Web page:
On the eve of the 24th International Aids conference, the World Health Organisation (WHO) urged countries to use long-acting injectable cabotegravir (CAB-LA) as pre-exposure prophylaxis (PrEP) for HIV. WHO said CAB-LA is a safe and highly effective prevention option for people at substantial risk of HIV infection.
WHO announced new guidelines for using CAB-LA as PrEP for HIV on Thursday. The policies will support countries planning for CAB-LA introduction and facilitate urgently needed operational research.
CAB-LA is an intramuscular injectable, long-acting form of PrEP. The first two injections are administered four weeks apart, followed by an injection every eight weeks.
Two randomised studies, HPTN 083 and HPTN 084 found CAB-LA safe and highly effective. This is especially among cisgender women, and cisgender men who have sex with men. It is also effective for transgender women, who have sex with men.
CAB-LA highly effective and safe to use
The studies found that using CAB-LA resulted in a 79% reduction in HIV risk compared with oral PrEP. At the same time, studies examining community PrEP preferences found long-acting injectables were the most accepted and preferred.
WHO Global HIV, Hepatitis and Sexually Transmitted Infections Programmes, director Dr Meg Doherty stated that the new guidelines would help to accelerate countries’ efforts to make CAB-LA available.
“We hope these new guidelines will help to accelerate country efforts to start to plan and deliver CAB-LA. This is alongside other HIV prevention options, including oral PrEP and the dapivirine vaginal ring,” said Doherty.
Alarming rate of new HIV infections
According to WHO, the guidelines come at a critical moment, as HIV prevention has stalled. Almost one and half million new HIV infections recorded in 2021 and 2020. Four thousand new infections were recorded daily in 202. Key populations (sex workers, men who have sex with men, people who inject drugs, people in prisons and transgender people) and their partners account for 70% of HIV infections globally.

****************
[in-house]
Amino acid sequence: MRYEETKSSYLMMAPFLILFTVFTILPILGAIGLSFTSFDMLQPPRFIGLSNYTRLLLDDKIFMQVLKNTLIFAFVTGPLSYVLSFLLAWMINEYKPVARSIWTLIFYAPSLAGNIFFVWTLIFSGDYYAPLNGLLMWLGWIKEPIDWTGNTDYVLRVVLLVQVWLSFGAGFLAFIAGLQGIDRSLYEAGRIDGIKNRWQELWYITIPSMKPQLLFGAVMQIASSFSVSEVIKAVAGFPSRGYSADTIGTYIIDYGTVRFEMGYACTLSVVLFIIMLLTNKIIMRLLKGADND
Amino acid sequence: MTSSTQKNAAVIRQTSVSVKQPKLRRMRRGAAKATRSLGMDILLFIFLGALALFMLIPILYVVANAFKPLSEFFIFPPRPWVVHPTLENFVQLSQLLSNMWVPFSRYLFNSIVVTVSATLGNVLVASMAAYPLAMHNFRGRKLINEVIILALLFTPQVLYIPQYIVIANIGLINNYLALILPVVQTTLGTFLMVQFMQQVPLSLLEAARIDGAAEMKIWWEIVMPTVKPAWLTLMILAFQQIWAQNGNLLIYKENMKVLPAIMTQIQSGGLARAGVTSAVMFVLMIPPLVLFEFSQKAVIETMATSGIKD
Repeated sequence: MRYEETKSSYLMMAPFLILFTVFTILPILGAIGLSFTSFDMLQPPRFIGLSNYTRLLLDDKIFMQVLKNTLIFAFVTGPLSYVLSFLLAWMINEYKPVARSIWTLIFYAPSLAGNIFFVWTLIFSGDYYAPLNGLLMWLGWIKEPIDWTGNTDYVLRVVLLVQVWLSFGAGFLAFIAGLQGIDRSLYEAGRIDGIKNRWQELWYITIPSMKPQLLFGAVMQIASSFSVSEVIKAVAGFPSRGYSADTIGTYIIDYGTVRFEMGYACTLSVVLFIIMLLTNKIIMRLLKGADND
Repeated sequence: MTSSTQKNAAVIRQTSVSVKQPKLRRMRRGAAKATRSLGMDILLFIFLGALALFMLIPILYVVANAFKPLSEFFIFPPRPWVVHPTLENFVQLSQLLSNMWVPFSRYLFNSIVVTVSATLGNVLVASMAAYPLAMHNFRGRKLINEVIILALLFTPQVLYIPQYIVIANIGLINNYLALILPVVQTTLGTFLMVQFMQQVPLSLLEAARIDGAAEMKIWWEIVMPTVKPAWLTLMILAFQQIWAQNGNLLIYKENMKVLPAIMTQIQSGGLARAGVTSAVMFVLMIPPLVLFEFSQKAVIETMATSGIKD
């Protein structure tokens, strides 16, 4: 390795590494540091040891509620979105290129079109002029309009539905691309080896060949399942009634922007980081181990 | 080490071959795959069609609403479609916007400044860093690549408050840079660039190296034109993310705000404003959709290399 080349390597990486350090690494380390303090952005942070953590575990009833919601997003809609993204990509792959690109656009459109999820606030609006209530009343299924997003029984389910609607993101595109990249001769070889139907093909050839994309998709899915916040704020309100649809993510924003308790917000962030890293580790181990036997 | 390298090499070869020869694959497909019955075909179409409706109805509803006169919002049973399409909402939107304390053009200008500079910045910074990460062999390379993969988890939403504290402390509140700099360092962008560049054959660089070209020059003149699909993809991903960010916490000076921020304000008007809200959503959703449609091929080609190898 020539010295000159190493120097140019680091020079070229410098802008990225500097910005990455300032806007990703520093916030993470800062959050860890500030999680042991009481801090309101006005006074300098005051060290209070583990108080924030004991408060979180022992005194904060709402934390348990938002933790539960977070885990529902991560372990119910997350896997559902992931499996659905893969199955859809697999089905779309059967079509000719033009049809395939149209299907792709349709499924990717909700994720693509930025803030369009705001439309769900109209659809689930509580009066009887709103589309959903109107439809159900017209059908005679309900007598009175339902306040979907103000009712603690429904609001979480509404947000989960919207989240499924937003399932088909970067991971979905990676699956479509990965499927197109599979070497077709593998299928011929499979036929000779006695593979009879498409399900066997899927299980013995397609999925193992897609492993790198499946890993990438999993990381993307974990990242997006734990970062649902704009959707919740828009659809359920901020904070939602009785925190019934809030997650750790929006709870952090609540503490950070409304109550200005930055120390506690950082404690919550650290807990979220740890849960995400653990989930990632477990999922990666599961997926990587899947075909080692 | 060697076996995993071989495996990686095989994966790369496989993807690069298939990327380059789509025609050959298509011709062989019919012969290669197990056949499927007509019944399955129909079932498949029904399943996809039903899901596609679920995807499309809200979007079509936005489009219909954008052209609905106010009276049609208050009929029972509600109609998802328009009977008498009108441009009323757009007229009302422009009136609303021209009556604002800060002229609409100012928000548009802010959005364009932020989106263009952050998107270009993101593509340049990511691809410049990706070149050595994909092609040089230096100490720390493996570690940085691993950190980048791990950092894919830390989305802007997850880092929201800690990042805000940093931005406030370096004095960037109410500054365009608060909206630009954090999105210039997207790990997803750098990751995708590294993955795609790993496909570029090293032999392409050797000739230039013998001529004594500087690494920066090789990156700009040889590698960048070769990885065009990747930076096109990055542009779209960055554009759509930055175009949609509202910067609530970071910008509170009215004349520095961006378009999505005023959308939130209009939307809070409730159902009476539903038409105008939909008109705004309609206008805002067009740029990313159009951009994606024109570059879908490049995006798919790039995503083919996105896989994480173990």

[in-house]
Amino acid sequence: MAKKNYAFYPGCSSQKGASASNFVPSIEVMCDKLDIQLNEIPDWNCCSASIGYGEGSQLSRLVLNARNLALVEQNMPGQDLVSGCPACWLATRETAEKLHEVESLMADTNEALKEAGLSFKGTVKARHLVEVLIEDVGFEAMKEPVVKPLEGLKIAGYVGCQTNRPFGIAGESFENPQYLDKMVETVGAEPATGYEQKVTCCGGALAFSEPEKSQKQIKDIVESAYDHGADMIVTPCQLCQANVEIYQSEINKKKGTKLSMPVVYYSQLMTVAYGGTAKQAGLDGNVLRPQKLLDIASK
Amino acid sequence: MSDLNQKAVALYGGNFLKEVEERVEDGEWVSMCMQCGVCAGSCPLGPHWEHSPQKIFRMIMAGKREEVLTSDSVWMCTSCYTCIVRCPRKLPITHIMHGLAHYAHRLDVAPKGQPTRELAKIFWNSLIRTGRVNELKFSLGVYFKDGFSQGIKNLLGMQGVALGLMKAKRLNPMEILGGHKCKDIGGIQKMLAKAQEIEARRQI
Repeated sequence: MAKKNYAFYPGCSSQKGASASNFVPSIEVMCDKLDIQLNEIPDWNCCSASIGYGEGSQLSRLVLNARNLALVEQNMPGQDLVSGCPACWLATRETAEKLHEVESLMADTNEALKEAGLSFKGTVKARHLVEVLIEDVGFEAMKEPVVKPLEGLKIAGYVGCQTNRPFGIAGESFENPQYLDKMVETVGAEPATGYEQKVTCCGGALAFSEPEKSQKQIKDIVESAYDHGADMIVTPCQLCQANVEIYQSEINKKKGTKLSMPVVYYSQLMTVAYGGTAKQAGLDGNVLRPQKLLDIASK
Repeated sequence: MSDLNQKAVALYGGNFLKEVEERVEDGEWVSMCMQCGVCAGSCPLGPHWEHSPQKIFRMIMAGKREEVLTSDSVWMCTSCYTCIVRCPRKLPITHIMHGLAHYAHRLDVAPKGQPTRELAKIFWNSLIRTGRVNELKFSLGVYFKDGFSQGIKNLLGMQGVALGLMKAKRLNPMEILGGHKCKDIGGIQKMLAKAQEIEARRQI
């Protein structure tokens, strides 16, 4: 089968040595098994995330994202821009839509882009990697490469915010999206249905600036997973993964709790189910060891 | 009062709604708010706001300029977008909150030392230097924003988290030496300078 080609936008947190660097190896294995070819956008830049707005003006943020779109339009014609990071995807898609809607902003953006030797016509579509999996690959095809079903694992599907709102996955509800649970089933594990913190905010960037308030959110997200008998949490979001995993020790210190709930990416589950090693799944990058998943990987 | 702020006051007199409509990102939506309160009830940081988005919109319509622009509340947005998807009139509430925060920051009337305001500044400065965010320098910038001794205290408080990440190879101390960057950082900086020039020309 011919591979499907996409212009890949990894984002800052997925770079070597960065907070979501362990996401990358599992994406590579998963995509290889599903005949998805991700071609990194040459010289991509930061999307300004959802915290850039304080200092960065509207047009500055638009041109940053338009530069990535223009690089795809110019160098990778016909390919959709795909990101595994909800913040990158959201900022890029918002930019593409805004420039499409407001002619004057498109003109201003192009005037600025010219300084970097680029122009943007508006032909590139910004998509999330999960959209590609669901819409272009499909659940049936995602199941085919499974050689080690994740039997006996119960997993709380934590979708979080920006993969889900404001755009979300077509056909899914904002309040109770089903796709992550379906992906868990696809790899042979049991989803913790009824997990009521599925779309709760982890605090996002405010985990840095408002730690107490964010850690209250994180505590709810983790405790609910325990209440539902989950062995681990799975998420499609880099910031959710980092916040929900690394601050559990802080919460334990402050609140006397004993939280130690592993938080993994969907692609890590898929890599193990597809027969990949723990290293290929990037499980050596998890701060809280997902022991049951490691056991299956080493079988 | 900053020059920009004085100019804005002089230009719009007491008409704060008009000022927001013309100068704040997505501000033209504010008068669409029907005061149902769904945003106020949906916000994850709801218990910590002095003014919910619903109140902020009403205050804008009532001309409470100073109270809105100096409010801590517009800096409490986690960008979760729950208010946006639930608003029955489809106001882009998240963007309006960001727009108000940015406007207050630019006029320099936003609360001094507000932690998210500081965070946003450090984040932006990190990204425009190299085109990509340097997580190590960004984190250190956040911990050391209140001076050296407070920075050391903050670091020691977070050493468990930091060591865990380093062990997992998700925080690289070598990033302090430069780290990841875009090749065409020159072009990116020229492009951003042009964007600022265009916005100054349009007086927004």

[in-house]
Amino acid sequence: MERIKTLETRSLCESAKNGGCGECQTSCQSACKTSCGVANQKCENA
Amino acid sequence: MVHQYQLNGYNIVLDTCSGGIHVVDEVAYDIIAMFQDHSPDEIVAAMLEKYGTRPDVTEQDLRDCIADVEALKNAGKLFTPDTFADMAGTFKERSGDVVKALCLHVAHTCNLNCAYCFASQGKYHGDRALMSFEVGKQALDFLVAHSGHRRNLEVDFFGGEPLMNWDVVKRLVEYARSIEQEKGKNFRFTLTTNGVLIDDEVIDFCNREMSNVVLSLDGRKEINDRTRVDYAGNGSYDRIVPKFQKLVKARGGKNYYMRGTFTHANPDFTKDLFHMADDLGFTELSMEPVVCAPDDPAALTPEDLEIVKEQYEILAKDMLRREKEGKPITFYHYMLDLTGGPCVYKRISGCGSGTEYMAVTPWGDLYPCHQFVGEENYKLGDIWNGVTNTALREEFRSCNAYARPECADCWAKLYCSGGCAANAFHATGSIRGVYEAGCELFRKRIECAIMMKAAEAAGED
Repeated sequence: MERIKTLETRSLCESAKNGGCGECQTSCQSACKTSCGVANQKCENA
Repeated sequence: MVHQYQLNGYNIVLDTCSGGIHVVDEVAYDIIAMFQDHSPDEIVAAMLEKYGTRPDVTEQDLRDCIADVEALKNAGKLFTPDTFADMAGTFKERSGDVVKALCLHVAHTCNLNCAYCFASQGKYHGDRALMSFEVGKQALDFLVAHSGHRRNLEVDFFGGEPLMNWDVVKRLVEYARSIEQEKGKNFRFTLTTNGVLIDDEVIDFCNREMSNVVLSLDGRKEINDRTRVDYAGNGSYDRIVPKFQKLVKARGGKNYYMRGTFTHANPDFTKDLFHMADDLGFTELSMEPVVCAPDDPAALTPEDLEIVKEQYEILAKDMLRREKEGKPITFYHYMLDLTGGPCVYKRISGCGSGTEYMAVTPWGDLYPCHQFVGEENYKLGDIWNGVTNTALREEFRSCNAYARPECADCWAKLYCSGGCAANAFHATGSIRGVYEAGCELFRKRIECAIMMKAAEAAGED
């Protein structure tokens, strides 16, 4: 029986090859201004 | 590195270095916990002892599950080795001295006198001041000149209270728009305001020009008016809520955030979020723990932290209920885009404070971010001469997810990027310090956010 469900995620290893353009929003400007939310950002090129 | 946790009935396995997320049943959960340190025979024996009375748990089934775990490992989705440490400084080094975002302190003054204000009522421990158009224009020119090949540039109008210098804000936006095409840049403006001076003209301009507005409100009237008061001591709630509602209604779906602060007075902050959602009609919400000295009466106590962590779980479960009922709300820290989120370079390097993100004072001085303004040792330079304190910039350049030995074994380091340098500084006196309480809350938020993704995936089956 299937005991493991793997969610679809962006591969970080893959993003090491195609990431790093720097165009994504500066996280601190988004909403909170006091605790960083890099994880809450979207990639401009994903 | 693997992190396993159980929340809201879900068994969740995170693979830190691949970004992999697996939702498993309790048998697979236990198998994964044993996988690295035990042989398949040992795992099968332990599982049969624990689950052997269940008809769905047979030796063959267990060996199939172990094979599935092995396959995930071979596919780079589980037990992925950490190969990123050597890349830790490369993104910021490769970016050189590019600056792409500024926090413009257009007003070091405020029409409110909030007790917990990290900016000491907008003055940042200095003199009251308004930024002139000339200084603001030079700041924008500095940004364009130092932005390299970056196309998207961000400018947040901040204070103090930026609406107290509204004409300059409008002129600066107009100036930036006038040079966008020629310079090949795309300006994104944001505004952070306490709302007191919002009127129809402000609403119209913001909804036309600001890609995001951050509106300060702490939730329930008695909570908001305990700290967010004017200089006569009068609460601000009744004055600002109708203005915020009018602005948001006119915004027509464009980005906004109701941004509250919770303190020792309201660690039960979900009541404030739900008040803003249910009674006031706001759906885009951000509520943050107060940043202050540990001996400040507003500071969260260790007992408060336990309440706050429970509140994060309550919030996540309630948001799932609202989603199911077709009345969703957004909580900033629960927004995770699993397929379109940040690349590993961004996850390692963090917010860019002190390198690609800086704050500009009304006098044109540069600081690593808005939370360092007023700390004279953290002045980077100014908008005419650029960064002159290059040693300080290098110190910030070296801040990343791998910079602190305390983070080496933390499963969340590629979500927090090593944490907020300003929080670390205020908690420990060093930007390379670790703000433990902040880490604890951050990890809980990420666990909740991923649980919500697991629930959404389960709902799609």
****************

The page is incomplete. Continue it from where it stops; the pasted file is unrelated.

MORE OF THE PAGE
The new CAB-LA guidelines are based on a public health approach that considers effectiveness, acceptability, feasibility, and resource needs across various settings. The guidelines will facilitate CAB-LA delivery, and operational research is urgently required to address implementation and safety issues. They will also inform decisions on how to successfully provide and scale up CAB-LA as the guidelines also highlight critical research gaps, including matters relating to HIV.
CAB-LA can transform HIV prevention
Tenu Avafia, the deputy executive director of Unitaid, said the new injectable cabotegravir could transform HIV prevention. But he warned that countries need to roll out CAB-LA faster.
“New HIV prevention options now reaching the market, such as injectable cabotegravir, hold the promise to transform HIV prevention. But we must move far more quickly than we did with oral PrEP to have a real impact on the epidemic. This new coalition will prioritise the acceleration of affordable, equitable and widespread access to injectable long-acting cabotegravir for PrEP without delay,” said Avafia.
The president of the International Aids Society, Adeeba Kamarulzaman, also said the new long-acting PrEP could play a significant role in ending the HIV pandemic.
“Long-acting PrEP could significantly end the HIV pandemic, but very few people can get it right now. Scaling up affordable access to this game-changing prevention tool must be a top global priority, “said Kamarulzaman.-Health-e News.